Tineka Francois

Finalist: Tineka Francois is one of seven women in the First Citizens National Poetry Slam final, which also features six men.

Seven first-time finalists, four of them competition newbies, are among 12 set to face defending champion Alexandra Stewart at the First Citizens National Poetry Slam on Sunday.

The Poetry Slam has traditionally been one of the most anticipated showcases of the recently concluded NGC Bocas Lit Fest.

The competition will be broadcast on TV6 and livestreamed on www.tv6tnt.com from 7.30 p.m.

The tenth edition of the Lit Fest was staged virtually on Facebook and YouTube last weekend due to ongoing restrictions of the Covid-19 pandemic.

“In light of the pandemic, the continuation of this year’s competition has had to take the form of a television broadcast, executed by producers of the National Poetry Slam, Bocas Lit Fest and title sponsor First Citizens, in collaboration with long-standing media partner TV6,” festival coordinator Ardene Sirjoo said about the festival’s first fully virtual staging.

For the first time in the competition’s history women will also outnumber men, with seven of the final 13 poets being female—Stewart, Nia Thompson, Zakiya Gill, Shimiah Lewis, Carol-Anne Stephens, Tineka Francois and Shineque Saunders.

Perennial finalists Red Frederick, Seth Sylvester and Ahmad Abdullah-Muhammad lead a talented cast of male finalists that include Gary Acosta, Ronald Forde and comedian Kevin Soyer.

They will all vie for a jackpot of $80,000—the winner taking home $50,000; second place, $20,000; and third place, $10,000. Over the last six years, First Citizens has awarded over $350,000 in prize money in the competition.

Bocas Lit Fest founder/director Marina Salandy-Brown said the talented finalists accurately capture the uncertain state of the globe, given the very real threat of the ongoing pandemic. Salandy-Brown said, however, they’ve found space to shine a hopeful beam on better times to come.

“The 2020 Slam poets’ pieces aptly mirror the times we are in, but we look forward to the bright light of a new dawn that must surely follow. We are all very grateful to First Citizens for believing in the role that self-expression plays in our lives and for staying the course; and to OCM (One Caribbean Media) and TV6 for making it possible to get these voices heard,” Salandy-Brown told the Express via e-mail yesterday.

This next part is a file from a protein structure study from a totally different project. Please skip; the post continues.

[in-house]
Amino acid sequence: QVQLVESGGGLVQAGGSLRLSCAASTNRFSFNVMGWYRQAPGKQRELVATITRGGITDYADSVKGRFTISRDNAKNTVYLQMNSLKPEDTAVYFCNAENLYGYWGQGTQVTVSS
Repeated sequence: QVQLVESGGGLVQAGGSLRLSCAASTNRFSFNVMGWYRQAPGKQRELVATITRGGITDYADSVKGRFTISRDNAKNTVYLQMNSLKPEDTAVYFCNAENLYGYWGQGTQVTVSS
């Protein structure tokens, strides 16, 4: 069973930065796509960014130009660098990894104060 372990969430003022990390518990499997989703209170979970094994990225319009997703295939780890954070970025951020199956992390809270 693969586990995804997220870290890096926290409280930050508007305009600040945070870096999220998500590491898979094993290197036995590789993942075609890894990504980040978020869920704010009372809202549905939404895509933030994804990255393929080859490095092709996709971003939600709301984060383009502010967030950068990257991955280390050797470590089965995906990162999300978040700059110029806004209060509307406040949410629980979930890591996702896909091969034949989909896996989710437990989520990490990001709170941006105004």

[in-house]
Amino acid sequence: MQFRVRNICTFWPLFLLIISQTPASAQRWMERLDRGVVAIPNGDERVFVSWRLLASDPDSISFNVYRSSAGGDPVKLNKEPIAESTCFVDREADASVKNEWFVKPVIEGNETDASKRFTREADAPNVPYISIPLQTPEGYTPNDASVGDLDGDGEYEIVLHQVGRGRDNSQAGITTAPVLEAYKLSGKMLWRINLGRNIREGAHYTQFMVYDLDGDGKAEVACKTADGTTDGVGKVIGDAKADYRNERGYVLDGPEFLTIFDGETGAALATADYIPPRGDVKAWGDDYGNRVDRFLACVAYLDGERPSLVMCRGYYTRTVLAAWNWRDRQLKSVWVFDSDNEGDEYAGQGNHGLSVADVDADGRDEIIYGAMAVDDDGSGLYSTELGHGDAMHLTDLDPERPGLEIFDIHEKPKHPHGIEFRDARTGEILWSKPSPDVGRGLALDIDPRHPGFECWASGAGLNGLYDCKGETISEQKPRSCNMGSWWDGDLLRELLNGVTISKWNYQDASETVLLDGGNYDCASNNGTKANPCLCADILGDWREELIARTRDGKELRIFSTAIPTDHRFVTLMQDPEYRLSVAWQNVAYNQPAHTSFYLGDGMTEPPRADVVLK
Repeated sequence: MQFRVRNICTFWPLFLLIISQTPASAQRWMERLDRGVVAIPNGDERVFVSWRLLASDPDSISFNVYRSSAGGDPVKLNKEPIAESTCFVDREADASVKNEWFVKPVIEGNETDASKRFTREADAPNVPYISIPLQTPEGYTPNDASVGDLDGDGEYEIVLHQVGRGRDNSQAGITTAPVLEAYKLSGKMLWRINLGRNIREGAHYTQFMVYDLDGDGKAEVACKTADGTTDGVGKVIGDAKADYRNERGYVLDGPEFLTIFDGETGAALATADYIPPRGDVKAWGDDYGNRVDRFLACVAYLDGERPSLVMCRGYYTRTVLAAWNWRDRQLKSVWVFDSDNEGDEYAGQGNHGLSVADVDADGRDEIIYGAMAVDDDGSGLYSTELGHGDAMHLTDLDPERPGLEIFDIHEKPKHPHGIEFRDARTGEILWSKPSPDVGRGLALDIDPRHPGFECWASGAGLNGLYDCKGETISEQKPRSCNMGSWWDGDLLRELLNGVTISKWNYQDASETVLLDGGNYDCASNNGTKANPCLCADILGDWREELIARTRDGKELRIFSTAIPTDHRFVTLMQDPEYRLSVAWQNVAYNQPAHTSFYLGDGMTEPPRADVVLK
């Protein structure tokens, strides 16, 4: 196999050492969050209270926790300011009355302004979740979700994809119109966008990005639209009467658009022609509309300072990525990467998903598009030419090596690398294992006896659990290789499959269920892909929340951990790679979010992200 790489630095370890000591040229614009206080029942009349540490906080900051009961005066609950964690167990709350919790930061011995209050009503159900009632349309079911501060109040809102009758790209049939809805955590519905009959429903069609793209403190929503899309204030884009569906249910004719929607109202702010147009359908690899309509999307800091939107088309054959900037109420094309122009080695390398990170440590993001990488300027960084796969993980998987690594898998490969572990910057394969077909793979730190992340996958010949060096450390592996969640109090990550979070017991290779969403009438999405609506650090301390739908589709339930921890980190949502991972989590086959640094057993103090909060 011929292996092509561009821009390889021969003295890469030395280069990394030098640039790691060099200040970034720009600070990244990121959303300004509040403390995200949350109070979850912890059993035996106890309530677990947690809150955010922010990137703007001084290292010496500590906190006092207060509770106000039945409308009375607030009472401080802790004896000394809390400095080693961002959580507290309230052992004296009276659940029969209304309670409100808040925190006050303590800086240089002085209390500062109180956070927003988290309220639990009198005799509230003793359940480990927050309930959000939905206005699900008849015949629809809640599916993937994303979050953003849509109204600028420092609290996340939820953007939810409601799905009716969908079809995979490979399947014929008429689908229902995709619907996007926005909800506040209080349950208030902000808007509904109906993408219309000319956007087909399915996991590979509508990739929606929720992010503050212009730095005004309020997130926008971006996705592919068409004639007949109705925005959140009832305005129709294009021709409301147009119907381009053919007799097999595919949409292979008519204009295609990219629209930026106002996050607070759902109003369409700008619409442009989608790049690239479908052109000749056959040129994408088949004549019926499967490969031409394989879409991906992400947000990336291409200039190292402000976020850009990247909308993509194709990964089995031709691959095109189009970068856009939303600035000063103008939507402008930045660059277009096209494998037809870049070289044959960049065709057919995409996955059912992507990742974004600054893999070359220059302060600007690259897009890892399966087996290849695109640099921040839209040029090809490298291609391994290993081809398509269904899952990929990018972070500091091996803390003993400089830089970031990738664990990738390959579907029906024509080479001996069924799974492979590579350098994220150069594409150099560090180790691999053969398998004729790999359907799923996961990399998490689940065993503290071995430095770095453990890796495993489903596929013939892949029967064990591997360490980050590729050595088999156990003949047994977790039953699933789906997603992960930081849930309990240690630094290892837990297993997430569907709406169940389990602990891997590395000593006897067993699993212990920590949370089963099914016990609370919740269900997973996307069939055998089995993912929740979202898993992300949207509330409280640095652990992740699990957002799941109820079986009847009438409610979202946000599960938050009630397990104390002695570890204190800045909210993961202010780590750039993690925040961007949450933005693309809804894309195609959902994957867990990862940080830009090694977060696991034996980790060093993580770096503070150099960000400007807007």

An unforgettable experience

Stewart called the Poetry Slam an “unforgettable experience” that has forever changed her life. The defending champion, who is currently enrolled in the Master of Fine Arts (MFA) in creative writing programme at The University of the West Indies, St Augustine, said investing in spoken word can reap real rewards.

“I value the First Citizens National Poetry Slam for the stage it provides spoken word artistes, where both budding and established performers can find a platform. I certainly appreciate the investment First Citizens makes to recognise and reward artistes for their extraordinary efforts.

“Last year was a truly unforgettable experience. Winning the Slam has been an extra source of motivation, allowing me to invest further in developing my craft. As a career spoken word and teaching artiste, I am determined to continue honing my skills and sharing what I have learnt with others,” Stewart said.

Sunday’s winner will be selected by an elite adjudication panel that includes literary luminaries Nigerian poet Dr Funso Aiyejina, writer/comedian Lisa Allen-Agostini and poet/performer Paula Obe. Three-time International Soca Monarch and highly rated songwriter Voice (Aaron St Louis) will sit on the panel as a celebrity judge.

RECOMMENDED FOR YOU

OCTOBER is Dwarfism Awareness Month, but here in Trinidad and Tobago it goes by largely unnoticed. That comes as no surprise to people like Suzette Sooknanan Evans.

WHEN Diane Leonard checked in to a conference the other day, the routine was familiar: Watching keynote speakers, interacting with other attendees, bumping into friends.

Prior to the Covid-19 pandemic, many countries were making steady progress in tackling tuberculosis (TB), with a 9 per cent reduction in incidence seen between 2015 and 2019 and a 14 per cent drop in deaths in the same period.

Named after the hard-to-crack texture of a gru-gru bef (banga fruit), the hard rockers of Bangaseed wanted their band’s name to align with its hard rock music. The band was formed after three friends bonded over their love for music while at their alma mater, Fatima College. Bangaseed’s repertoire of nine songs with hints of love and loss are euphorically driven with music that take you on an inward journey.